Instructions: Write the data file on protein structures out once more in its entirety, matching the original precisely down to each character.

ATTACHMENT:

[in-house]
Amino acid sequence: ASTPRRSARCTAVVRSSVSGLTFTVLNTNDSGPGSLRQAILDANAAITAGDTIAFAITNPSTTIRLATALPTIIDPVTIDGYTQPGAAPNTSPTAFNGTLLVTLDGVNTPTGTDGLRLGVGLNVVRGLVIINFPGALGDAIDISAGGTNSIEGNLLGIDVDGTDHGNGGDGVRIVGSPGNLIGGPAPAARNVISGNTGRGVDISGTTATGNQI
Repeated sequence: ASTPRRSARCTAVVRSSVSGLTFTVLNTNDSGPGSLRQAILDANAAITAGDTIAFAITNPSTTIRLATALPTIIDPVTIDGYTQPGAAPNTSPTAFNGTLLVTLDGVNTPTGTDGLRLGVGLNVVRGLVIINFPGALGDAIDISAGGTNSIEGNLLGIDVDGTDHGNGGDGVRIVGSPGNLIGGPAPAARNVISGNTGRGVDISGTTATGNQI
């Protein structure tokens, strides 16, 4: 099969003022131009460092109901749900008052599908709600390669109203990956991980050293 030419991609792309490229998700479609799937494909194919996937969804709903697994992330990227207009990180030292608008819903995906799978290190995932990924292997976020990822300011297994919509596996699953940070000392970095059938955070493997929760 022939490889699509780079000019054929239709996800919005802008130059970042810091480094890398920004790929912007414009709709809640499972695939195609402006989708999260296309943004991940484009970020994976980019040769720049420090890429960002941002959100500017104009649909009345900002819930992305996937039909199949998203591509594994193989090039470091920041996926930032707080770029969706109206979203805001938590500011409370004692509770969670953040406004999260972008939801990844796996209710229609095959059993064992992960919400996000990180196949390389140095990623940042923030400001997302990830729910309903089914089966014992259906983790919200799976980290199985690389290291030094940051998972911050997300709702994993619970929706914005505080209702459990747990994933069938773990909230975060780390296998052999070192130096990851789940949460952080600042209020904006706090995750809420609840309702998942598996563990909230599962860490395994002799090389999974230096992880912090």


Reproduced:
[in-house]
Amino acid sequence: ASTPRRSARCTAVVRSSVSGLTFTVLNTNDSGPGSLRQAILDANAAITAGDTIAFAITNPSTTIRLATALPTIIDPVTIDGYTQPGAAPNTSPTAFNGTLLVTLDGVNTPTGTDGLRLGVGLNVVRGLVIINFPGALGDAIDISAGGTNSIEGNLLGIDVDGTDHGNGGDGVRIVGSPGNLIGGPAPAARNVISGNTGRGVDISGTTATGNQI
Repeated sequence: ASTPRRSARCTAVVRSSVSGLTFTVLNTNDSGPGSLRQAILDANAAITAGDTIAFAITNPSTTIRLATALPTIIDPVTIDGYTQPGAAPNTSPTAFNGTLLVTLDGVNTPTGTDGLRLGVGLNVVRGLVIINFPGALGDAIDISAGGTNSIEGNLLGIDVDGTDHGNGGDGVRIVGSPGNLIGGPAPAARNVISGNTGRGVDISGTTATGNQI
């Protein structure tokens, strides 16, 4: 099969003022131009460092109901749900008052599908709600390669109203990956991980050293 030419991609792309490229998700479609799937494909194919996937969804709903697994992330990227207009990180030292608008819903995906799978290190995932990924292997976020990822300011297994919509596996699953940070000392970095059938955070493997929760 022939490889699509780079000019054929239709996800919005802008130059970042810091480094890398920004790929912007414009709709809640499972695939195609402006989708999260296309943004991940484009970020994976980019040769720049420090890429960002941002959100500017104009649909009345900002819930992305996937039909199949998203591509594994193989090039470091920041996926930032707080770029969706109206979203805001938590500011409370004692509770969670953040406004999260972008939801990844796996209710229609095959059993064992992960919400996000990180196949390389140095990623940042923030400001997302990830729910309903089914089966014992259906983790919200799976980290199985690389290291030094940051998972911050997300709702994993619970929706914005505080209702459990747990994933069938773990909230975060780390296998052999070192130096990851789940949460952080600042209020904006706090995750809420609840309702998942598996563990909230599962860490395994002799090389999974230096992880912090």